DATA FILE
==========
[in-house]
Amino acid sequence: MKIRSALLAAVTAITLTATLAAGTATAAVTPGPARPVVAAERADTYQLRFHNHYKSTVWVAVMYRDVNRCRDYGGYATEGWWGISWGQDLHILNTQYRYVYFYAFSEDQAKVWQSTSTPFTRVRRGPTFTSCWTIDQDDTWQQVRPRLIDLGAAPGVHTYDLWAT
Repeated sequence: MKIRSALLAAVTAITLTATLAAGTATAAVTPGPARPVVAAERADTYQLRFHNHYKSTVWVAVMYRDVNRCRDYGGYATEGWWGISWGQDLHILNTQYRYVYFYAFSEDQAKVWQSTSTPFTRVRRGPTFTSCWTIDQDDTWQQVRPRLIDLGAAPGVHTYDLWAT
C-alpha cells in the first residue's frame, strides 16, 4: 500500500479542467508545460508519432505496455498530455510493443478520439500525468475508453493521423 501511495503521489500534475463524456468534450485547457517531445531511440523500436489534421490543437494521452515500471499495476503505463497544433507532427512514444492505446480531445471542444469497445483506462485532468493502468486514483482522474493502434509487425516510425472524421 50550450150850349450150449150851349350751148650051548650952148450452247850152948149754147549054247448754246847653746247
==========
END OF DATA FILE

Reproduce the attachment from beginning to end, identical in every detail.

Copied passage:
[in-house]
Amino acid sequence: MKIRSALLAAVTAITLTATLAAGTATAAVTPGPARPVVAAERADTYQLRFHNHYKSTVWVAVMYRDVNRCRDYGGYATEGWWGISWGQDLHILNTQYRYVYFYAFSEDQAKVWQSTSTPFTRVRRGPTFTSCWTIDQDDTWQQVRPRLIDLGAAPGVHTYDLWAT
Repeated sequence: MKIRSALLAAVTAITLTATLAAGTATAAVTPGPARPVVAAERADTYQLRFHNHYKSTVWVAVMYRDVNRCRDYGGYATEGWWGISWGQDLHILNTQYRYVYFYAFSEDQAKVWQSTSTPFTRVRRGPTFTSCWTIDQDDTWQQVRPRLIDLGAAPGVHTYDLWAT
C-alpha cells in the first residue's frame, strides 16, 4: 500500500479542467508545460508519432505496455498530455510493443478520439500525468475508453493521423 501511495503521489500534475463524456468534450485547457517531445531511440523500436489534421490543437494521452515500471499495476503505463497544433507532427512514444492505446480531445471542444469497445483506462485532468493502468486514483482522474493502434509487425516510425472524421 50550450150850349450150449150851349350751148650051548650952148450452247850152948149754147549054247448754246847653746247